“Like a healthy, outdoor child, Sherman has suddenly burst all her old dresses and thinks while she is getting a wardrobe, suitable for a fully-grown girl, she might as well discard plain ‘Mary’ and become up-to-date ‘Marie,’” the Los Angeles Times joked.
Its pretensions were boosted by movie stars including Wallace Reid, William S. Hart, Lon Chaney, and Alla Nazimova who had moved to palatial homes in the area.
Sunset Plaza was soon occupied by real estate developers, insurance offices, and a gift shop owned by a Romanian art dealer named Michael Tocaxe. Its most famous tenant was the dimly lit Russian Eagle Café, a restaurant and reputed speakeasy at 8648 Sunset owned by General Theodore Lodijensky, a former Russian Imperial Army officer and movie bit player.
Called a “haunt of motion-picture stars” by the Los Angeles Times, the café was frequented by silent stars including Rudolph Valentino, John Barrymore, Alla Nazimova, and Ramon Novarro. According to Sheila Weller, author of Dancing at Ciro’s, it was rumored that opium was smoked in the exclusive back room.
The evening of June 7, 1928 was a typical star-studded night at the Russian Eagle. Boxer Jack Dempsey and his movie-star wife Estelle Taylor had just left. Though reports vary, it seems Charlie Chaplin, Gloria Swanson’s husband Marquis de la Falaise, director Eddie Sutherland, actress Lili Damita, and movie-star Colleen Moore were all still on the premises when tenants noticed oil soaking through the ceiling.
Soon the smell of gas filled the Russian Eagle. A fire broke out. Its county address was this time a nuisance, as it took forever for the fire department to arrive. Chaplin and Sutherland, holding a hose, helped battle the blaze.
Minutes later, with the blaze under control, Lodijensky and fire officials went to the basement to check the gas meter. They were met by a massive explosion that threw them to the ground and destroyed the Russian Eagle.
Gossip about who had started the fire spread swiftly thorough out LA’s café society. Lodijensky’s cousin told the Los Angeles Times he believed “the explosion was the work of rival restaurant owners or members of a liquor ring.”
But it was quickly determined Tocaxe, the Romanian gift shop owner with an imperfect grasp of the English language, was the main culprit. The public was titillated, and the Los Angeles Times reported on the arson trial daily.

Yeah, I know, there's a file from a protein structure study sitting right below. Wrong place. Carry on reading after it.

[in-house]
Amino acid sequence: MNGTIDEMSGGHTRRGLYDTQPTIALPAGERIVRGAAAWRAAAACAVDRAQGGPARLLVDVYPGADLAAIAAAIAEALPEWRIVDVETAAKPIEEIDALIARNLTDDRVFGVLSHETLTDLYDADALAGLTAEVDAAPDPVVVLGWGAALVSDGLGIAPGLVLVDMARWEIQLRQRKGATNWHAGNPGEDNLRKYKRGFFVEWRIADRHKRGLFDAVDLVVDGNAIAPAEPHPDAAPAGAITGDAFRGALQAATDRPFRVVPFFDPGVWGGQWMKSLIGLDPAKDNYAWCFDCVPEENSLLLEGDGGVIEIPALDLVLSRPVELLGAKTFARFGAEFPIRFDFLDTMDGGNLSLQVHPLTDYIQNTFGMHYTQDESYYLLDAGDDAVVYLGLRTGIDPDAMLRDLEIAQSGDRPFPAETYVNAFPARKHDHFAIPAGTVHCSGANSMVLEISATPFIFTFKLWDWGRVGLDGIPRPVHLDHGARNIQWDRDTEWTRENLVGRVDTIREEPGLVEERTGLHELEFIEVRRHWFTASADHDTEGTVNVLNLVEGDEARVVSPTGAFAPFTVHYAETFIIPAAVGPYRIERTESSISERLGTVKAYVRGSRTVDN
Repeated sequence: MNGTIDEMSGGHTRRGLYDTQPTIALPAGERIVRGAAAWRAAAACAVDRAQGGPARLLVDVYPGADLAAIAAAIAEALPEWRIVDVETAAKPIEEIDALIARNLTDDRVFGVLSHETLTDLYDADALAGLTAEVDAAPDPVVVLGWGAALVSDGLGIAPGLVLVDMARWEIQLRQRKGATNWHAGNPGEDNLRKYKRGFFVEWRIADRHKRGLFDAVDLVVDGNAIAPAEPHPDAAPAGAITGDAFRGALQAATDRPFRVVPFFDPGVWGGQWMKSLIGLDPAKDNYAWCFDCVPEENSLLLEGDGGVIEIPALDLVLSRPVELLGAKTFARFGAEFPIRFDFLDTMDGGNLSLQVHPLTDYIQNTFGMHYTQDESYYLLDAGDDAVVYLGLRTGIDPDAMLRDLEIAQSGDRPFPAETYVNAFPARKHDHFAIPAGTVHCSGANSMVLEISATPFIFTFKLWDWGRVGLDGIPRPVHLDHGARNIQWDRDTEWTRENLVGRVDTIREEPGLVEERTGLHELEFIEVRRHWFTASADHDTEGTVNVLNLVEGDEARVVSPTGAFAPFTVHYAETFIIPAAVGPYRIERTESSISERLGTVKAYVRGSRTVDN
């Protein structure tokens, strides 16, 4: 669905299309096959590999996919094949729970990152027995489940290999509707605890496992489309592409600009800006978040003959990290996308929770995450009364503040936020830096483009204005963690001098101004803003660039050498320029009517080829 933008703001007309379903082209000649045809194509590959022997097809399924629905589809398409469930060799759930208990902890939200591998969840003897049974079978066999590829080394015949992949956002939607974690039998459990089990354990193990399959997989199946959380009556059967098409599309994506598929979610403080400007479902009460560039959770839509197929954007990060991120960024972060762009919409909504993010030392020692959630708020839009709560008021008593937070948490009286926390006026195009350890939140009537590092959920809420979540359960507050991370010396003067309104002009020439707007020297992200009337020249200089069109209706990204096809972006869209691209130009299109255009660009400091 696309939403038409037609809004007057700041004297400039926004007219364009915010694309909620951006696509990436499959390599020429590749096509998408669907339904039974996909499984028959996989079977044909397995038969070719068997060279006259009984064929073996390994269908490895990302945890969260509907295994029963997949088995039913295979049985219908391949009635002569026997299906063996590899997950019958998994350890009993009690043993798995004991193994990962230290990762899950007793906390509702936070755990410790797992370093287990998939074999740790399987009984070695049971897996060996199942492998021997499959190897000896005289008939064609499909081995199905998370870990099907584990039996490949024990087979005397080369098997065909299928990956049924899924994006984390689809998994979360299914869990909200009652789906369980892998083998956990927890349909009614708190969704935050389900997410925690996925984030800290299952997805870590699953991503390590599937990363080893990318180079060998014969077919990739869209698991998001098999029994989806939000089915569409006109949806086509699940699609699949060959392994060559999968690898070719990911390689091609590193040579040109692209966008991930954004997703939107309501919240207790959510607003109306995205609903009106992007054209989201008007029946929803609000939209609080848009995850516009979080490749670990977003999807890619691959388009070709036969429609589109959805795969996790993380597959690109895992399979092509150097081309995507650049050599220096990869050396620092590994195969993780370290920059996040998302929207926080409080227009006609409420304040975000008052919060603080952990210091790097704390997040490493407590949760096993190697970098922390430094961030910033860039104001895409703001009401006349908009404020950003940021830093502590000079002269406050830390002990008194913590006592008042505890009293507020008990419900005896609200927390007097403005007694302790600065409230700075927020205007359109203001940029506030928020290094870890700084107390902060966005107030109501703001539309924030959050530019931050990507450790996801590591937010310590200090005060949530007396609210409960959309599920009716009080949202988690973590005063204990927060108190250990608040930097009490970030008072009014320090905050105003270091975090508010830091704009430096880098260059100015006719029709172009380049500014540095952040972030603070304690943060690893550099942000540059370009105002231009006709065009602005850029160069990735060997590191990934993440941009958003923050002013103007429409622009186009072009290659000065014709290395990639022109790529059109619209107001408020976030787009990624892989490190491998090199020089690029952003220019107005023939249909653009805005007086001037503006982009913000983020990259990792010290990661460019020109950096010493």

When Tocaxe took the stand in his defense, he claimed the fire and subsequent explosion had been heaven sent. “It was an act of God,” he claimed according to the Los Angeles Times. “I frequently burned candles to the Virgin and through this form of worship the hanging on the wall caught fire and started the disaster.”
The jury was out for only 20 minutes before convicting Tocaxe of arson.
Another legendary speakeasy on the County Strip opened in 1927. The Café La Boheme at 8610 Sunset would become famous as a safe haven for both Hollywood demimonde and the LGBTQ community. The owner was a former Metropolitan Opera star named Joseph Borgia. According to the Los Angeles Times:
Taking the ideas he gathered at the numerous Latin Quarter cafes while in Paris, he turned in a great combination of them all with the completion of Café La Boheme. The interior of the café is strikingly Parisian with private dining-rooms that are dimly lighted, surrounding the main dance room. Open booths with old oak tables and benches are aptly located. The wall beams are hung low and olden chandeliers of wrought iron hang graciously from their supports.
A “celebrity wall” was quickly filled with signatures and sketches by Borgia’s famous patrons. The Los Angeles Times reported breathlessly on one movie-star rich night which included silent stars Fifi D’Orsay, Polly Mann, Charlie Farrell, and James Cagney. The Café was also a popular spot for dance fads, which were all the rage during prohibition.